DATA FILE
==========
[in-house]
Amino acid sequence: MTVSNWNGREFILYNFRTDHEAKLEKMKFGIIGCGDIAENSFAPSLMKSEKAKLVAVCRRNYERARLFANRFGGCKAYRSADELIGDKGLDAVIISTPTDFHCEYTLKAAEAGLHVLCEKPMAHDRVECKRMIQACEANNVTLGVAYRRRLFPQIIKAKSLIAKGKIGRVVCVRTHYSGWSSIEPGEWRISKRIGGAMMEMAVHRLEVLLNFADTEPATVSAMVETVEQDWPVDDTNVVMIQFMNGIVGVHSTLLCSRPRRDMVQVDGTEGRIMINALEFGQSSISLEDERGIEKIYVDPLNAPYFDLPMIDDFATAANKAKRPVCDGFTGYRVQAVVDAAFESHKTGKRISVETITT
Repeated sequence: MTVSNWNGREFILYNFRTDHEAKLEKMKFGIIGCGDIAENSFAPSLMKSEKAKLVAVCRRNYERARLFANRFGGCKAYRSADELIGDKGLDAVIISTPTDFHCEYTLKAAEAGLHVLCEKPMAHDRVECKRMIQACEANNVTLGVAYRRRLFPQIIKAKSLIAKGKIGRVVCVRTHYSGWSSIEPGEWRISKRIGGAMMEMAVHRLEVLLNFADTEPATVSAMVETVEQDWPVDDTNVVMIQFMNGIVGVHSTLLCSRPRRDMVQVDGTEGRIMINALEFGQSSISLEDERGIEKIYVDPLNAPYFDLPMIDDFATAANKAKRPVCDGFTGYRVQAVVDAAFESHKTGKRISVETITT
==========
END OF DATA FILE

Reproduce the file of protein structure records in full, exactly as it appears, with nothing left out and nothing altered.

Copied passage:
[in-house]
Amino acid sequence: MTVSNWNGREFILYNFRTDHEAKLEKMKFGIIGCGDIAENSFAPSLMKSEKAKLVAVCRRNYERARLFANRFGGCKAYRSADELIGDKGLDAVIISTPTDFHCEYTLKAAEAGLHVLCEKPMAHDRVECKRMIQACEANNVTLGVAYRRRLFPQIIKAKSLIAKGKIGRVVCVRTHYSGWSSIEPGEWRISKRIGGAMMEMAVHRLEVLLNFADTEPATVSAMVETVEQDWPVDDTNVVMIQFMNGIVGVHSTLLCSRPRRDMVQVDGTEGRIMINALEFGQSSISLEDERGIEKIYVDPLNAPYFDLPMIDDFATAANKAKRPVCDGFTGYRVQAVVDAAFESHKTGKRISVETITT
Repeated sequence: MTVSNWNGREFILYNFRTDHEAKLEKMKFGIIGCGDIAENSFAPSLMKSEKAKLVAVCRRNYERARLFANRFGGCKAYRSADELIGDKGLDAVIISTPTDFHCEYTLKAAEAGLHVLCEKPMAHDRVECKRMIQACEANNVTLGVAYRRRLFPQIIKAKSLIAKGKIGRVVCVRTHYSGWSSIEPGEWRISKRIGGAMMEMAVHRLEVLLNFADTEPATVSAMVETVEQDWPVDDTNVVMIQFMNGIVGVHSTLLCSRPRRDMVQVDGTEGRIMINALEFGQSSISLEDERGIEKIYVDPLNAPYFDLPMIDDFATAANKAKRPVCDGFTGYRVQAVVDAAFESHKTGKRISVETITT